Uganda is a country of 30 million people. More than 60 percent of the population does not have access to financial services. The BRAC program will provide economically active women with loans, training and technical support to enable them to improve their livelihoods, particularly those in the agricultural poultry and livestock sectors. Additionally, the program will expand vocational and life-skills education for adolescent girls.

"The theme of the 2011 Skoll World Forum is Large Scale Change—ecosystems, networks and collaborative action," said Sally Osberg, President and CEO, Skoll Foundation. "This announcement by BRAC and The MasterCard Foundation is a great example of collaborative action, innovation, and entrepreneurship helping solve the world's most pressing problems."

About the Partnership

In October 2008, The MasterCard Foundation committed $19.6 million to enable BRAC to expand its microfinance multiplied program in Uganda, to open 51 branches and serve two million people. Among the objectives, was a strategic focus to help BRAC document the long-term impact of this multiplier approach in Africa.

Building on a shared commitment to learning and strengthening the field of microfinance, the partnership is also enabling BRAC to expand the capacity of its Uganda research and evaluation unit to undertake longitudinal studies investigating the effectiveness of BRAC's integrated microfinance and livelihoods model. This data set will allow BRAC to conduct sub-sector analyses on various aspects of its program. BRAC is also piloting a Poverty Score-card which tracks ten key poverty-related indicators among its clients and uses the cumulative scores to track long-term progress. The scorecard is embedded within the Management Information System and will capture data each time a member takes a loan over the next few years.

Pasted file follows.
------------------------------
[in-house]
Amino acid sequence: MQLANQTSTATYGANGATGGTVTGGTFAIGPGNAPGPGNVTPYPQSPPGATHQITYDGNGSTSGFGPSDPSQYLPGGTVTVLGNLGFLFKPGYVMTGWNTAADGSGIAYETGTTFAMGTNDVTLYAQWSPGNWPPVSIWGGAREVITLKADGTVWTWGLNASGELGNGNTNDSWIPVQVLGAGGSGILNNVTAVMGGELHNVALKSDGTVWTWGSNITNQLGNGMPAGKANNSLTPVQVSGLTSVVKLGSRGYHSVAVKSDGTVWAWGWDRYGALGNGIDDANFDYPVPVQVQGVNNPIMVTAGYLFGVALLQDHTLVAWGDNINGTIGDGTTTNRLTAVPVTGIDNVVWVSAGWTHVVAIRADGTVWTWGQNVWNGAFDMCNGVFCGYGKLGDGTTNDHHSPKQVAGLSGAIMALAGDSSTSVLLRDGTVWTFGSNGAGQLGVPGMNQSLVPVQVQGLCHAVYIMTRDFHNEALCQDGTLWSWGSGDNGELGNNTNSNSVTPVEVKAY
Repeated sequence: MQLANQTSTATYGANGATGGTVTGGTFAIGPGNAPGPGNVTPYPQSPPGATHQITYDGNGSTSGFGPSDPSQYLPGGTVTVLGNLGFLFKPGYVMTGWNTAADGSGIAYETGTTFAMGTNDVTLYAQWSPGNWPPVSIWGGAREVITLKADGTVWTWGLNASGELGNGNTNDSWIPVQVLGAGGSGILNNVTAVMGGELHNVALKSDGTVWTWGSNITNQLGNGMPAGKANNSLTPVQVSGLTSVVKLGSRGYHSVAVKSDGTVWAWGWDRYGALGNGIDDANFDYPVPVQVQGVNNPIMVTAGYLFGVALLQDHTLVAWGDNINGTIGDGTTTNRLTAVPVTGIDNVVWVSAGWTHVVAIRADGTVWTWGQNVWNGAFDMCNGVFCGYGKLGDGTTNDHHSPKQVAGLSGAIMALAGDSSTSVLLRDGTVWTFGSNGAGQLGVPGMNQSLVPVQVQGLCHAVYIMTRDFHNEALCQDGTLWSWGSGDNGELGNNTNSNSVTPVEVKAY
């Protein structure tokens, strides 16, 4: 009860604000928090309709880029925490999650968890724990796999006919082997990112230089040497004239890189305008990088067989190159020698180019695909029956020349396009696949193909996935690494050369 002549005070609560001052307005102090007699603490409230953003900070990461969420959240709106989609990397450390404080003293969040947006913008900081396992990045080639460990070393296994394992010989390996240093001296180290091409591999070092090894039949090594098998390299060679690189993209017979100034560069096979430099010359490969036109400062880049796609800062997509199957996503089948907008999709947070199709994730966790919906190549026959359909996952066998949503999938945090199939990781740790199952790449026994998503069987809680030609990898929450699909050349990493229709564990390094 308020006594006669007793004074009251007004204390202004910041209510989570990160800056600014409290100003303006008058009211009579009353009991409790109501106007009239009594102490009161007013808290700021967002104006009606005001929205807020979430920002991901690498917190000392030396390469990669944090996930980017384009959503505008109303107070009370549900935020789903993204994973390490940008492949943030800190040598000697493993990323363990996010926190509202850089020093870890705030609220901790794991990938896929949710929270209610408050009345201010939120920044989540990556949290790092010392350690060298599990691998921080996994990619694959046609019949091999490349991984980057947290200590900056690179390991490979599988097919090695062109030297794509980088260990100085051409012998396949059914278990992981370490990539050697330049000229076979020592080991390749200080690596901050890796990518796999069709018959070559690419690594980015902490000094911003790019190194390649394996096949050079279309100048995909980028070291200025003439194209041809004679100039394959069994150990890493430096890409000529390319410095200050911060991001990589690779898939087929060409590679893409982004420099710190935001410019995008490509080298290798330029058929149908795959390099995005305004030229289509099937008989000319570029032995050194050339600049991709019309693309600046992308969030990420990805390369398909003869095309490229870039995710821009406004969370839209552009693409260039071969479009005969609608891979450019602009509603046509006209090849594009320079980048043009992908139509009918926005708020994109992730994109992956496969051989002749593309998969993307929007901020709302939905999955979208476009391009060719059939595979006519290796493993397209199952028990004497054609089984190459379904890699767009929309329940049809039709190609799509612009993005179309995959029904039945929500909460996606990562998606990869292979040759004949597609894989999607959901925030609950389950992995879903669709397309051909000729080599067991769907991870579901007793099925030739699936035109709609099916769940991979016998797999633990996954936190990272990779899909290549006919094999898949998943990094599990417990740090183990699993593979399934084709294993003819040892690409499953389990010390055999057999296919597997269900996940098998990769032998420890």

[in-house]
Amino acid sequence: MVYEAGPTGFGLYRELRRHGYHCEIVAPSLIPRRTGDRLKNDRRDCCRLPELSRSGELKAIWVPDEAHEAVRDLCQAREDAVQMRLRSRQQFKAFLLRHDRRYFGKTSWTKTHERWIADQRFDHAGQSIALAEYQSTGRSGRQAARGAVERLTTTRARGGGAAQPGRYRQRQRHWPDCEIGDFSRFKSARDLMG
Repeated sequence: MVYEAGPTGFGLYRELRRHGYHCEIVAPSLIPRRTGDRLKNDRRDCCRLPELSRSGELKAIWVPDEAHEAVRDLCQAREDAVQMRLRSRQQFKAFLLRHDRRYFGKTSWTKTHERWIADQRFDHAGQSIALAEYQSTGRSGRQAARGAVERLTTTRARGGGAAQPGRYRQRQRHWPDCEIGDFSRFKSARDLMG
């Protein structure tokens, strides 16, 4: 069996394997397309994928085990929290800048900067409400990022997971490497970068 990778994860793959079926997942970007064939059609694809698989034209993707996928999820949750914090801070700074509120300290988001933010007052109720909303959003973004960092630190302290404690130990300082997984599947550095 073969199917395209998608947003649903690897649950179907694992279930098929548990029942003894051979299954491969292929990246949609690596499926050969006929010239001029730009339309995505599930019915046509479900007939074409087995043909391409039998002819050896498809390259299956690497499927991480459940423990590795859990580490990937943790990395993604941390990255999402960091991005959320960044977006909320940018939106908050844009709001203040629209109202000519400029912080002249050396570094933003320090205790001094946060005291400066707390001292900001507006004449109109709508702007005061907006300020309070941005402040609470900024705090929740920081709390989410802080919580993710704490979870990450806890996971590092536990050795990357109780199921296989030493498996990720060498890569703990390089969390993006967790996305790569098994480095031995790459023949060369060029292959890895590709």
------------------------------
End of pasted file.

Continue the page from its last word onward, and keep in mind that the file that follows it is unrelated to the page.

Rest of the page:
BRAC chose Uganda because of the opportunity to make an impact in a post-conflict country with high poverty rates and where 72 percent of the population has no access to formal financial services. Although Uganda has a competitive microfinance market, most microfinance providers are concentrated in urban areas. Seventy percent of employment in Uganda is based on agriculture. Most of the rural poor are small scale farmers and lack access to finance, agricultural inputs and markets. Uganda is also a young country where 78 percent of the population is under the age of 30. As such, there is an urgency to equip young people with skills to enter the workforce.

To date the program has demonstrated outstanding success, providing microfinance loans to approximately 110,000 borrowers, training and access to high quality agricultural inputs to 50,000 farmers, productivity enhancing services to 124,000 poultry & livestock rearers, and access to basic health services to more than 1.5 million people. BRAC is also empowering 32,000 adolescent girls and young people from poor and marginal households, providing them education, training and access to financial services.